- Hura, T., Hura, K., Ostrowska, A. (2022). Drought-stressinduced physiological and molecular changes in plants. Int. J. Mol. Sci. 23: 4698.
- Istanbuli T., Baum M., Touchan H., Hamwieh A. (2020). Evaluation of Morpho-physiological traits under drought stress conditions in barley (Hordeum vulgare L.). Photosynthetica. 58: 1059-1067.
- Kalagare, V.S., Iyanar, K., Chitdeshwari, T., Chandrasekhar, C.N. (2022). Characterization of parental lines and land races of pearl millet [Pennisetum glaucum (L) R. Br.] by DUS Descriptors. Madras Agricultural Journal. 108 (december (10-12).
- Kambiranda, D.M., Vasanthaiah, H.K., Katam, R., Ananga, A., Basha, S.M., Naik, K. (2011). Impact of drought stress on peanut (Arachis hypogaea L.) productivity and food safety. Plants and environment. 249-272.
- Kamrani, M.Y., Yaser, H., Asgar, E. (2018). Evaluation for heat stress tolerance in durum wheat genotypes using stress tolerance indices. Archives of Agronomy and Soil Science. 64(1): 38-45.
- Khar, A., Singh, H., Verma, P. (2022). Mitigating abiotic stresses in under changing climatic scenario. In Genomic Designing for Abiotic Stress Resistant Vegetable Crops Springer, Cham. pp: 253-278.
- Mateva, K.I. (2022). Root trait variation and its contribution to drought tolerance in bambara groundnut (Vigna subterranea (L.) Verdc.) (Doctoral dissertation, University of Nottingham).
- Misra, V., Solomon, S., Mall, A.K., Prajapati, C.P., Hashem, A., Abd_Allah, E.F., Ansari, M.I. (2020). Morphological assessment of water stressed sugarcane: A comparison of waterlogged and drought affected crop. Saudi Journal of Biological Sciences. 27(5): 1228-1236.
- Radhakrishnan, T., Rathnakumar, A.L., Mahatma, M.K., Chandramohan, S., Patel, S. (2022). Genetic Resources of Groundnut. In Cash Crops. Springer, Cham. pp: 341-406.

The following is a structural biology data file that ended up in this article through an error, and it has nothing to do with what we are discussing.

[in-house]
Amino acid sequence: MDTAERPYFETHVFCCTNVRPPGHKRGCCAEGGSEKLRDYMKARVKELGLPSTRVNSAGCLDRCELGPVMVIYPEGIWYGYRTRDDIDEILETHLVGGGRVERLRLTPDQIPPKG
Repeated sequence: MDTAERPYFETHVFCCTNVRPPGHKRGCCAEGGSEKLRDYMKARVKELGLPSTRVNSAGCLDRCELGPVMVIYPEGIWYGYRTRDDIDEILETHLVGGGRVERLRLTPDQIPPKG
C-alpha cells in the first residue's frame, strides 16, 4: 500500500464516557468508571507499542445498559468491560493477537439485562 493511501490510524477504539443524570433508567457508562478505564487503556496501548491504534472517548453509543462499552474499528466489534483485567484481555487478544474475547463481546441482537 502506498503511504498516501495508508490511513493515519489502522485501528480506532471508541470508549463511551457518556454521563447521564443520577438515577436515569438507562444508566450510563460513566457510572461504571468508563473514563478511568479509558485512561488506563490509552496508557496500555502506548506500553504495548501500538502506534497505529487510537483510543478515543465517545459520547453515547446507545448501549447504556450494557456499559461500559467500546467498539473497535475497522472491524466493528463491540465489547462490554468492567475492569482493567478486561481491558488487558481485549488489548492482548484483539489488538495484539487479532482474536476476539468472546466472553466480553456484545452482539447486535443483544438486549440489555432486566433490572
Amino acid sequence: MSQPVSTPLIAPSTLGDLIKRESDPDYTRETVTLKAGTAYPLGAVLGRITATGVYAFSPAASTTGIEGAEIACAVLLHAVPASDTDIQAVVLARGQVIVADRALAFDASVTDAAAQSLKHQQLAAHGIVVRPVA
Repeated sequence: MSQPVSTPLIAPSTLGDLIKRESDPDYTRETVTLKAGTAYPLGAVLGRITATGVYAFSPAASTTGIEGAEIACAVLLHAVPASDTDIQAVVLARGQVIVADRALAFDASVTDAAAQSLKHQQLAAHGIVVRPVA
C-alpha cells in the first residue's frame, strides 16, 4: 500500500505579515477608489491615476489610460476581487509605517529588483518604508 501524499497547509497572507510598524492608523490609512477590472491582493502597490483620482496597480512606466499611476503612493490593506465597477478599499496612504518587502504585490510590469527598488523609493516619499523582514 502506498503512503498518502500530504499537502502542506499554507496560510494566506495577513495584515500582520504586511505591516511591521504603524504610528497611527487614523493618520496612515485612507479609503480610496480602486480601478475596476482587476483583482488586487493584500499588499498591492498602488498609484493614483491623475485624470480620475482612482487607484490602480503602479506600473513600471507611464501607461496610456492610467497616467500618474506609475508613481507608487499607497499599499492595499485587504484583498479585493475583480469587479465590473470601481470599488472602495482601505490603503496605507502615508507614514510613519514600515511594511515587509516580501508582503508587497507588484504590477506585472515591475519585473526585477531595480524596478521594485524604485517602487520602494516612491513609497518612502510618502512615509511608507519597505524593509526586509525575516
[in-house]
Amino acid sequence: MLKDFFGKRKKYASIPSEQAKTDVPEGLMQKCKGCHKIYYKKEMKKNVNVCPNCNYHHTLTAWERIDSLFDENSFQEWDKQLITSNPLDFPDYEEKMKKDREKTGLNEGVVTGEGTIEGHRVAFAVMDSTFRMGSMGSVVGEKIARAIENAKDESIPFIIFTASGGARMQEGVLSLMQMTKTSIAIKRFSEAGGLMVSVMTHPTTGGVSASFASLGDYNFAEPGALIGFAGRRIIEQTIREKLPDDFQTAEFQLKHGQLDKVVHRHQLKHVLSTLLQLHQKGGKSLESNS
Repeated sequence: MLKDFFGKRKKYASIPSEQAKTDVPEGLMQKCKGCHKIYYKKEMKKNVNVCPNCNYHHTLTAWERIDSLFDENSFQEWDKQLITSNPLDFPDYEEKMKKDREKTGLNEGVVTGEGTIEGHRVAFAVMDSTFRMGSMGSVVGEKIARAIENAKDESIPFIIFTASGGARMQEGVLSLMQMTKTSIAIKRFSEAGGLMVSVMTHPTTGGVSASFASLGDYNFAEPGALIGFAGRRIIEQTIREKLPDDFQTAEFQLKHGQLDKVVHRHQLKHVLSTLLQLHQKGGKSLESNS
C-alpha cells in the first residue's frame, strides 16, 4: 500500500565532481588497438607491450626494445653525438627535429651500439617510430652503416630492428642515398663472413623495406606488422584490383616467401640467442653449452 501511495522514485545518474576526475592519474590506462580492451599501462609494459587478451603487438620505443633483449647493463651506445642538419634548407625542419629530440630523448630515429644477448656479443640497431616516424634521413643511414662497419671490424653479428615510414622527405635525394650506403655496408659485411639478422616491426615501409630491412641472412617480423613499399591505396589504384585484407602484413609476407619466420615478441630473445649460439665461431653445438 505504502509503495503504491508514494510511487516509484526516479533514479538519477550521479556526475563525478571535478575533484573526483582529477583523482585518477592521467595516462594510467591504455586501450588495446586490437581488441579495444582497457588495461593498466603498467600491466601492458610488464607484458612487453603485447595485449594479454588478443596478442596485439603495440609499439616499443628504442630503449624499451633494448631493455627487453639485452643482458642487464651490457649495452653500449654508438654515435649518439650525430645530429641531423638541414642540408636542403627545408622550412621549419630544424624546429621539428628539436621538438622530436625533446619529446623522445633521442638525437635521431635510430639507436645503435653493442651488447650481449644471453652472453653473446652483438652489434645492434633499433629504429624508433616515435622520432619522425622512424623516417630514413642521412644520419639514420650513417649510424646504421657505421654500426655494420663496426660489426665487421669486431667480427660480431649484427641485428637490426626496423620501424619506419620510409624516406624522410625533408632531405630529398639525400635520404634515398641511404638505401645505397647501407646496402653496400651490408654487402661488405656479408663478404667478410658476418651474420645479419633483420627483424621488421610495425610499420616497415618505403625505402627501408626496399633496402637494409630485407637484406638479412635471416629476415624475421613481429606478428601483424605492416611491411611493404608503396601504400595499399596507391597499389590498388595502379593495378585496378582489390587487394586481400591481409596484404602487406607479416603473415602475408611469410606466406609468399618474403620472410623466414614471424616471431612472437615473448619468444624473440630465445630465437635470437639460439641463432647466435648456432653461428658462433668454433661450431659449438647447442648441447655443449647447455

- Reddy, T.Y., Reddy, V.R., Anbumozhi, V. (2003). Physiological responses of groundnut (Arachis hypogea L.) to drought stress and its amelioration: A critical review. Plant growth regulation. 41(1): 75-88.
- Salazar Licea, L.C. (2022). Understanding the genetic and physiological basis of drought resistance in Bambara groundnut (Vigna subterranea (L.) Verdc) (Doctoral dissertation, University of Nottingham).
- Sowmya, M. and Nadaf, H.L. (2022). Studies on genetic variability for pod yield related traits in two F2 populations of groundnut (Arachis hypogaea L.). 11(9): 525-528.
- Trifunovi, M., Miloševiæ, S., Markoviæ, M., Ðuriæ, M., Jevremoviæ, S., Dragiæeviæ, I.È., Subotiæ, A.R. (2021). Changes in photosynthetic pigments content in non-transformed and AtCKX transgenic centaury (Centaurium erythraea Rafn) shoots grown under salt stress in vitro. Agronomy. 11(10): 2056.
- Uni, D., Sheffer, E., Winters, G., Lima, A.C., Fox, H., Klein, T. (2022). Peak photosynthesis at summer midday in Acacia trees growing in a hyper-arid habitat. Trees. 1-13.
- Wang, X., Chen, C.Y., Dang, P., Carter, J., Zhao, S., Lamb, M.C., Feng, Y. (2022). Variabilities in symbiotic nitrogen fixation and carbon isotope discrimination among peanut (Arachis hypogaea L.) genotypes under drought stress. Journal of Agronomy and Crop Science. https://doi.org/10.1111/ jac.12619.
- Xu, J., Cai, M., Li, J., Chen, B., Chen, Z., Jia, W., Xu, Z. (2022). Physiological, biochemical and metabolomic mechanisms of mitigation of drought stress-induced tobacco growth inhibition by spermidine. Industrial Crops and Products. 181: 114844.
- Zhang, P., Gu, S., Wang, Y., Xu, C., Zhao, Y., Liu, X., Huang, S. (2022). The relationships between maize (Zea mays l.) lodging resistance and yield formation depend on dry matter allocation to ear and stem. The Crop Journal. 20: 171.
All claims expressed in this article are solely those of the authors and do not necessarily represent those of their affiliated organizations, or those of the publisher, the editors and the reviewers. Any product that may be evaluated in this article or claim that may be made by its manufacturer is not guaranteed or endorsed by the publisher.
This is an open access article distributed under the Creative Commons Attribution License, which permits unrestricted use, distribution, and reproduction in any medium, provided the original work is properly cited.